At the IETF in London last week, we presented a proposal called Certificate Reputation for detecting fraudulent certificates, in order to protect you from attackers that could have stolen a site’s identity. This prevents malicious sites from phishing your personal information like passwords, bank account numbers, credit card numbers etc. Recent attacks against public and Microsoft CAs (e.g. the DigiNotar and Comodo attacks) led us to develop mechanisms that protect you from such threats.
When you visit your bank site, IE relies on digital certificates (certificate for short) to ensure you are connected to the intended Web site. In order for the certificate to be considered valid, it needs to be issued by a trusted authority. This is similar to driver’s licenses in the United States. The driver’s license is only valid and accepted if it is issued by the Department of Licensing. In the Web world, a “Trusted Certification Authority” (trusted CA for short) issues certificates for Web sites. A certificate issued by a trusted CA is considered legitimate by a browser just like a driver’s license issued by the Department of Licensing is considered a valid form of identification. Browsers maintain a list of trusted CAs that help them verify certificates and establish the identities of sites.
Trusted CAs are in the business of selling certificates. Normally, the owner of the site hosted on yourbank.com picks one of these trusted CAs, say ABC and works exclusively with them to purchase their certificate. In this case, ABC should know the owner of the site hosted on yourbank.com and should not sell the certificate for yourbank.com to anyone else. However, recent issues with certificates from Comodo proved that these verifications can be error prone. Additionally, the attacker might be able to get the certificate for yourbank.com by either hacking a CA or one of its retailers. Unfortunately, a fraudulent certificate obtained in this manner from a trusted CA will be trusted on all browsers. While there is a very high bar for such an attack, DigiNotar and Comodo were victims of this.
As you can imagine, this is a tricky problem to solve. This is similar to a “trusted authority” like the Department of Licensing issuing a driver’s license in your name to an impersonator. Since everyone trusts the drivers’ licenses issued by the Department of Licensing, a fake driver’s license would be very hard to detect.
When we got to the drawing board to solve this problem, we set forth some principles and goals:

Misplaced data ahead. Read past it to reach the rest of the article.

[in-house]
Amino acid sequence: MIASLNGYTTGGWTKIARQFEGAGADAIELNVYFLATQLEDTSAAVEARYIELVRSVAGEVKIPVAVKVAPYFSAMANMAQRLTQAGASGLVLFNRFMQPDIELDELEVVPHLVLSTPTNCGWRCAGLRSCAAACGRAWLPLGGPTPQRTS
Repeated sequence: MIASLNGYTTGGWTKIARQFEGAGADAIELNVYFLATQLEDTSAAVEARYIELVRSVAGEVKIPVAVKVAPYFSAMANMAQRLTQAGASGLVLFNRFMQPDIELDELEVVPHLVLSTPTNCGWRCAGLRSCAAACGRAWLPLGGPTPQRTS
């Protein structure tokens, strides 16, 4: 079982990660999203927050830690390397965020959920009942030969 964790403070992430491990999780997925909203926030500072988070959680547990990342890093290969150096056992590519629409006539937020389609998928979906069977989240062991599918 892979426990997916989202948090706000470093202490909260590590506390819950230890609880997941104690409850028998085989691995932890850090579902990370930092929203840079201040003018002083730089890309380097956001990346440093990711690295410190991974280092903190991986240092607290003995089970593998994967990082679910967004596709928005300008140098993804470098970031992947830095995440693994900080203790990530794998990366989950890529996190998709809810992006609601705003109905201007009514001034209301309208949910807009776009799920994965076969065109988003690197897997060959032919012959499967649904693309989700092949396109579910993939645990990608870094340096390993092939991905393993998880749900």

We landed on a solution called Certificate Reputation that utilizes telemetry to detect abnormalities. As you are browsing the Web with IE11 (and have opted in to SmartScreen®), IE sends data to Microsoft about certificates that it encounters while validating server identities.
If a new certificate issued by a different trusted CA (other than the one the site uses typically) is detected for a site, Certificate Reputation can flag it automatically. This positions us to contact the site owner allowing them to initiate a revocation of that certificate or confirm that it is legitimate.
This Microsoft service harnesses the power of data mining and relies on heuristic algorithms. It doesn’t require any action from you and changes from trusted CAs making it easily adoptable and sustainable over a long period of time. In the near future, we hope to automate the notification process as well.
In the future, the certificate telemetry collected by IE11 can be used to monitor CAs’ compliance with industry guidelines and Microsoft Root CA technical requirements for SSL certificates. We can reach out to the CAs when we detect weak certificates, raising the bar for attackers and keeping you safer on the Web. You can read about other ways in which we plan to use this valuable data to improve Web security in this other blog.
With Microsoft’s novel approach for detecting fraudulent certificates, you can feel safer when visiting your favorite bank, email or social networking sites. IE will do this seamlessly by collecting data about certificates in use, detecting new certificates and reporting them to site owners who can revoke them if invalid. This creates a fast and reliable process for revocation which does not require any action from you or trusted CAs and preserves the privacy of site owners. We received a positive response to this proposal from the attendees at IETF as they appreciated Certificate Reputation's goals around privacy and easy adoption. As we continue to engage with the CAs and IETF on this, we would love to hear your thoughts and feedback!
— Anoosh Saboori and Ritika Kapadia, Program Managers on Windows and Internet Explorer